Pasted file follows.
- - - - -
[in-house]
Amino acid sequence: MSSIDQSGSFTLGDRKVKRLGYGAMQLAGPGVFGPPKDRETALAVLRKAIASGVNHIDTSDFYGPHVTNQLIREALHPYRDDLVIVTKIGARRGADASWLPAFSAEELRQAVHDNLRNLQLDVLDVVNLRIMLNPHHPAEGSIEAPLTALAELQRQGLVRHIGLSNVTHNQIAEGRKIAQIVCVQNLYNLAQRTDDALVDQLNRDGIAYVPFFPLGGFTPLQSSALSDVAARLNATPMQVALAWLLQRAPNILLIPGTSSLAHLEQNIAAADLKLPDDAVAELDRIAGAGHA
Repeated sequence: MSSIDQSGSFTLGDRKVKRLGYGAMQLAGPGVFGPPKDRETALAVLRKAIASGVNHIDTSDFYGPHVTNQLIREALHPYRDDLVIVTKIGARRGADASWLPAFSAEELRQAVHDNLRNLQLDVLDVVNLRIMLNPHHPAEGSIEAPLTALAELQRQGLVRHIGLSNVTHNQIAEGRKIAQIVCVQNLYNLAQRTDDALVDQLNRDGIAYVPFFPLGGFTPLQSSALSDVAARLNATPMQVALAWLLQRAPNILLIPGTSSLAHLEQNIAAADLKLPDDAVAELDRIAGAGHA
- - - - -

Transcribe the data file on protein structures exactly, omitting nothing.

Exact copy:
[in-house]
Amino acid sequence: MSSIDQSGSFTLGDRKVKRLGYGAMQLAGPGVFGPPKDRETALAVLRKAIASGVNHIDTSDFYGPHVTNQLIREALHPYRDDLVIVTKIGARRGADASWLPAFSAEELRQAVHDNLRNLQLDVLDVVNLRIMLNPHHPAEGSIEAPLTALAELQRQGLVRHIGLSNVTHNQIAEGRKIAQIVCVQNLYNLAQRTDDALVDQLNRDGIAYVPFFPLGGFTPLQSSALSDVAARLNATPMQVALAWLLQRAPNILLIPGTSSLAHLEQNIAAADLKLPDDAVAELDRIAGAGHA
Repeated sequence: MSSIDQSGSFTLGDRKVKRLGYGAMQLAGPGVFGPPKDRETALAVLRKAIASGVNHIDTSDFYGPHVTNQLIREALHPYRDDLVIVTKIGARRGADASWLPAFSAEELRQAVHDNLRNLQLDVLDVVNLRIMLNPHHPAEGSIEAPLTALAELQRQGLVRHIGLSNVTHNQIAEGRKIAQIVCVQNLYNLAQRTDDALVDQLNRDGIAYVPFFPLGGFTPLQSSALSDVAARLNATPMQVALAWLLQRAPNILLIPGTSSLAHLEQNIAAADLKLPDDAVAELDRIAGAGHA